a1 Department of Physics and Materials Science, Chiang Mai University, Chiang Mai, Thailand
a2 National Astronomical Research Institute of Thailand, Chiang Mai, Thailand email: firstname.lastname@example.org
Phnom Rung was a Khmer-style Hindu temple complex. It was built in sandstone and laterite on the rim of an extinct volcano between the 10th and 13th centuries. At the beginning, the sanctuary was built as a dedication to Shiva. Following the abandonment of Phnom Rung (which was unrecorded) the sanctuary fell into ruin, and it was not until 1971 that it was restored using anastylosis. Phnom Rung Historical Park, along with the other temples Phimai and Muang Tum, have been on the tentative list for UNESCO World Heritage since 2004.
Walking from the eastern side (front) to the western side of Phnom Rung takes the visitor through 15 doorways—those of the inner cloisters, the annex, the principal tower, and the inner sanctum. The centers of these doorways are perfectly aligned, with an azimuth of 84.5°. Every year thousands of people from Thailand and around the world travel to Phnom Rung to see the sun rising through its all of its 15 doorways. This event happens only twice a year, at the beginning of April and the beginning of September. Sunsets can also be seen through the doorways, in March and October. Each pair of sunrise-sunset events is separated by one lunar month.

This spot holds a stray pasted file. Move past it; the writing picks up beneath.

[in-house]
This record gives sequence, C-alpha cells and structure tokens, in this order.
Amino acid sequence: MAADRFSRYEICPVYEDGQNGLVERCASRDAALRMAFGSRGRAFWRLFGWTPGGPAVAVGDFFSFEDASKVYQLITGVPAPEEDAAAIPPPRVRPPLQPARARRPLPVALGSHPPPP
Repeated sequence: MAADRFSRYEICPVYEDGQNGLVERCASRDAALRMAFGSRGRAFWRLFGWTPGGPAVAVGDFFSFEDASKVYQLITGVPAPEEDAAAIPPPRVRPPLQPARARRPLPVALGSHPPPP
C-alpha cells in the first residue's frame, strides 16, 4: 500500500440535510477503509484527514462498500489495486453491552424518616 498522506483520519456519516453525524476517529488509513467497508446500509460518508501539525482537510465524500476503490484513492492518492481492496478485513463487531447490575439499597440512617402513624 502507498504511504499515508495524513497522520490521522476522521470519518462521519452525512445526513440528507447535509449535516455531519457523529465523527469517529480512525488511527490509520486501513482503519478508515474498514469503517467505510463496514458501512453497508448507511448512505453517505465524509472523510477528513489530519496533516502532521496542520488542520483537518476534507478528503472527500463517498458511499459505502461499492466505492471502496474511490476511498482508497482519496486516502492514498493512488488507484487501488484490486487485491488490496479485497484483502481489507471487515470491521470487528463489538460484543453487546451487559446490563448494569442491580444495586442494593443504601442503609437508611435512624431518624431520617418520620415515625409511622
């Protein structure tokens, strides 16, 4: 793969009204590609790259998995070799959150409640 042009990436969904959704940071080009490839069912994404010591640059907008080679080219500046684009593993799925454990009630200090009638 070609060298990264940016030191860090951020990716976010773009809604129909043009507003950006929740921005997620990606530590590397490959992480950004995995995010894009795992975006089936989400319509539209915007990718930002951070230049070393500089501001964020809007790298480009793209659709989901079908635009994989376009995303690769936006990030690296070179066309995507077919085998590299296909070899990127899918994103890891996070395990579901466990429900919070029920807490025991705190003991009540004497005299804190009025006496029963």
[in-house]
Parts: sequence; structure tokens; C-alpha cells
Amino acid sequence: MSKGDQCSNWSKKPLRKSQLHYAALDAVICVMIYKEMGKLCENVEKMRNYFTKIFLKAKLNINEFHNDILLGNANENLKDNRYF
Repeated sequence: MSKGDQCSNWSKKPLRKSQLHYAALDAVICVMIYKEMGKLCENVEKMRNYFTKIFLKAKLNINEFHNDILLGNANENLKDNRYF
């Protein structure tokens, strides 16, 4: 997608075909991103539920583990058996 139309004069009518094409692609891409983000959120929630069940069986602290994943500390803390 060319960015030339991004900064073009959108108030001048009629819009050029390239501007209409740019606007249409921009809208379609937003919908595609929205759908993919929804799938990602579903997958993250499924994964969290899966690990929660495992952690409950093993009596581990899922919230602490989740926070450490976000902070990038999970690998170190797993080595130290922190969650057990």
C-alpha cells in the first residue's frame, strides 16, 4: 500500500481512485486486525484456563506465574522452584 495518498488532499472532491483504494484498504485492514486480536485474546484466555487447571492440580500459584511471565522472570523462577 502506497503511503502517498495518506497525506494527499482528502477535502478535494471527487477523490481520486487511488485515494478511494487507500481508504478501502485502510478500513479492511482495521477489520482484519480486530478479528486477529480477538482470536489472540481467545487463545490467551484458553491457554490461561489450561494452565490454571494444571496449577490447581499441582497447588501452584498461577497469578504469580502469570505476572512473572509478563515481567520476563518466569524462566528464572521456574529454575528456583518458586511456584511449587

The possible meaning of this event has been investigated by both archaeologists and astronomers. Nothing is recorded about sunrise or sunset among the inscriptions at the site. Another issue is that the many and various structures remain within the complex, showing that constructions in this area spanned several centuries. However, it seems that the overall layout did have a significance, both astronomical and religious.
(Online publication July 26 2011)